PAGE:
A new Showtime series entitled “Years of Living Dangerously” debuted at Harvard Business School Monday afternoon, kicking off Earth Week and offering a look at how humans have exacerbated climate change around the world.
“At some level we have an impoverished debate in this country on this issue,” said Daniel R. Abbasi ’86, who co-produced the series. “One of the goals of this series is to ignite a public conversation.”
The documentary series will include nine episodes total. The first, which was screened at the Business School Monday, highlighted the impact of human activity on climate change. It included appearances by actors Harrison Ford and Don Cheadle, as well as New York Times columnist Thomas L. Friedman—each of whom traveled to a different location to investigate the effects of climate change.
Ford went to Indonesia, where he encountered forest burning, an illegal activity that clears space to cultivate palm trees. Palm oil, a product of the trees, has recently experienced a spike in demand, according to the series. The burning of the trees, however, releases high quantities of carbon into the air.
The episode also follows Cheadle on a trip to the small town of Plainview, Texas, where he observed the plight of workers laid off from their jobs at a meatpacking factory. Their company went out of business due to a prolonged drought. Cheadle highlighted how difficult it can be to convince deeply religious communities, such as those located in the panhandle of Texas, that climate change actually exists.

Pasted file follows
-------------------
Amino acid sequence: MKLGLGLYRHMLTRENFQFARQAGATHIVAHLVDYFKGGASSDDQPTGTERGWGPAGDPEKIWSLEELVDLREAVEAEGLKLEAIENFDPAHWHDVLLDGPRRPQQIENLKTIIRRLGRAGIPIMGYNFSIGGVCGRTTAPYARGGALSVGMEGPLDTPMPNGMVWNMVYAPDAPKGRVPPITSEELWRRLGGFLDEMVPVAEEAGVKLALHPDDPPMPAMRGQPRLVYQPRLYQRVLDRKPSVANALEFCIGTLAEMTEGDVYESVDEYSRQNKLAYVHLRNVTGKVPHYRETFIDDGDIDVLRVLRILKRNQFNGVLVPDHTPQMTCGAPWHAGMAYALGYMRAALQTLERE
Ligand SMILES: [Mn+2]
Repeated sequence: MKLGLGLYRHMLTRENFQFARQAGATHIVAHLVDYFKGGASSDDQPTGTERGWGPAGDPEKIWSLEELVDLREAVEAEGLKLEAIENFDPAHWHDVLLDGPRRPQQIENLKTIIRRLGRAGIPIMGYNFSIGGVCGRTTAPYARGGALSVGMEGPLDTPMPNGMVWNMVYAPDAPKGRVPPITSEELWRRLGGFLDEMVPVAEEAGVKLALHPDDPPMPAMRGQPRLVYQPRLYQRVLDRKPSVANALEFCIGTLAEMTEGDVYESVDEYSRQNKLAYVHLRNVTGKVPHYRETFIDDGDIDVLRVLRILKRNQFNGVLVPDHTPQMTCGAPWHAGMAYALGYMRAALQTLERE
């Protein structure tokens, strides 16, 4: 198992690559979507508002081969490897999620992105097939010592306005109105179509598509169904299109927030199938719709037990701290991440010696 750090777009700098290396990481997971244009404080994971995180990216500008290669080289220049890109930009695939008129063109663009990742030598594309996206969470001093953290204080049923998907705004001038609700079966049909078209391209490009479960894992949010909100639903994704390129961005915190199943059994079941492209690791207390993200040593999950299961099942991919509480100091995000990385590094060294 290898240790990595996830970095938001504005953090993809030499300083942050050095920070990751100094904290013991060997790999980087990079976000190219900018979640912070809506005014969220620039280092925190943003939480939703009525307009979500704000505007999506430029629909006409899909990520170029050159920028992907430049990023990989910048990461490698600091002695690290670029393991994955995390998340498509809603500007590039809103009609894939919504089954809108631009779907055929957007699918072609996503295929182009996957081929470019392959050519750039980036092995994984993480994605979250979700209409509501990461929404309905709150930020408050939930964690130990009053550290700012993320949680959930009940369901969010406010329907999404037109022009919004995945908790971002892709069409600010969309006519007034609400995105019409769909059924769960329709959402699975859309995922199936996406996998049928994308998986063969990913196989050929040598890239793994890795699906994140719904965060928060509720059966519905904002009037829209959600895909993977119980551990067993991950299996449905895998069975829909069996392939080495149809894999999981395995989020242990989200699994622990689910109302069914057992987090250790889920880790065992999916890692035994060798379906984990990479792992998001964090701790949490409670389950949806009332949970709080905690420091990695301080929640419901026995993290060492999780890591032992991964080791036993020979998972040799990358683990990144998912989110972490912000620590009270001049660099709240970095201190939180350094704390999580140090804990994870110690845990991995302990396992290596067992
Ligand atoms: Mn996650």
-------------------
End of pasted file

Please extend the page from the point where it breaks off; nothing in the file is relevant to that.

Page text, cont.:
Friedman traveled to Syria for his segment of the episode, where he met with Syrian rebels who described how another drought, which took place from 2006 to 2010, had influenced the revolution.
Abbasi noted that celebrities and public figures featured throughout the series may help increase viewership.
“We were very selective on the [celebrities] we chose,”Abbasi said. “These were fiercely intelligent people who are really students of human nature, among them Matt Damon, Don Cheadle, Olivia Munn, Harrison Ford. And that comes through.”
Abbasi also noted that the series stands apart from previous climate change documentaries, such as “An Inconvenient Truth.”
“We wanted to do something different,” Abbasi said. “We didn’t want to make a documentary film. We wanted to make a mainstream vehicle for television; we wanted to have a sustained amount of coverage.”
Rebecca M. Henderson, co-director of the Business and Environment Initiative at the Business School, commended the way the series has addressed climate change.
“At a time when so many of us who care about these issues are so deeply frustrated at our seeming inability to make any progress at all, it is deeply exciting to have the ‘Years of Living Dangerously’ on public TV with so much favorable media attention,” she said.